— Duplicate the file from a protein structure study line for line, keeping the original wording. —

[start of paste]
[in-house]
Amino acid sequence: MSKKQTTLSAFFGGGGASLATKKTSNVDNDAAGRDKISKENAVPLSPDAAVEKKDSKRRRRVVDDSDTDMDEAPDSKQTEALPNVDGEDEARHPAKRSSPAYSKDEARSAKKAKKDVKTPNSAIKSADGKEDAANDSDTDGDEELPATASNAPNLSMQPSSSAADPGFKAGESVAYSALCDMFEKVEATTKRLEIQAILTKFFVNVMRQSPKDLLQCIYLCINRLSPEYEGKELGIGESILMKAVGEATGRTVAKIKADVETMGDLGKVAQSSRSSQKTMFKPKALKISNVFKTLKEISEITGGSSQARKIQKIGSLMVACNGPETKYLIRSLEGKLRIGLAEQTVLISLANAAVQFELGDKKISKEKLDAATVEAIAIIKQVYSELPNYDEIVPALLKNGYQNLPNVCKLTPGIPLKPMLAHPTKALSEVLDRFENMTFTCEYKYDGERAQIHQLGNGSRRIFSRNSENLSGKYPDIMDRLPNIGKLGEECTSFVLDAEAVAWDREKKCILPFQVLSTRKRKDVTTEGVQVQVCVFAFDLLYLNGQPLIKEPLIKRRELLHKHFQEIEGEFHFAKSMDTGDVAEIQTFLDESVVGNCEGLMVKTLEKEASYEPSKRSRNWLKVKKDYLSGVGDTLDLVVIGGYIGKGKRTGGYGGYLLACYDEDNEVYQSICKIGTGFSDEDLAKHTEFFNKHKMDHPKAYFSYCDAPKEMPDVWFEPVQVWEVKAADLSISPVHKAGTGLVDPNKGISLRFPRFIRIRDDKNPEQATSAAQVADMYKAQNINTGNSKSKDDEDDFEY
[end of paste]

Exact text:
[in-house]
Amino acid sequence: MSKKQTTLSAFFGGGGASLATKKTSNVDNDAAGRDKISKENAVPLSPDAAVEKKDSKRRRRVVDDSDTDMDEAPDSKQTEALPNVDGEDEARHPAKRSSPAYSKDEARSAKKAKKDVKTPNSAIKSADGKEDAANDSDTDGDEELPATASNAPNLSMQPSSSAADPGFKAGESVAYSALCDMFEKVEATTKRLEIQAILTKFFVNVMRQSPKDLLQCIYLCINRLSPEYEGKELGIGESILMKAVGEATGRTVAKIKADVETMGDLGKVAQSSRSSQKTMFKPKALKISNVFKTLKEISEITGGSSQARKIQKIGSLMVACNGPETKYLIRSLEGKLRIGLAEQTVLISLANAAVQFELGDKKISKEKLDAATVEAIAIIKQVYSELPNYDEIVPALLKNGYQNLPNVCKLTPGIPLKPMLAHPTKALSEVLDRFENMTFTCEYKYDGERAQIHQLGNGSRRIFSRNSENLSGKYPDIMDRLPNIGKLGEECTSFVLDAEAVAWDREKKCILPFQVLSTRKRKDVTTEGVQVQVCVFAFDLLYLNGQPLIKEPLIKRRELLHKHFQEIEGEFHFAKSMDTGDVAEIQTFLDESVVGNCEGLMVKTLEKEASYEPSKRSRNWLKVKKDYLSGVGDTLDLVVIGGYIGKGKRTGGYGGYLLACYDEDNEVYQSICKIGTGFSDEDLAKHTEFFNKHKMDHPKAYFSYCDAPKEMPDVWFEPVQVWEVKAADLSISPVHKAGTGLVDPNKGISLRFPRFIRIRDDKNPEQATSAAQVADMYKAQNINTGNSKSKDDEDDFEY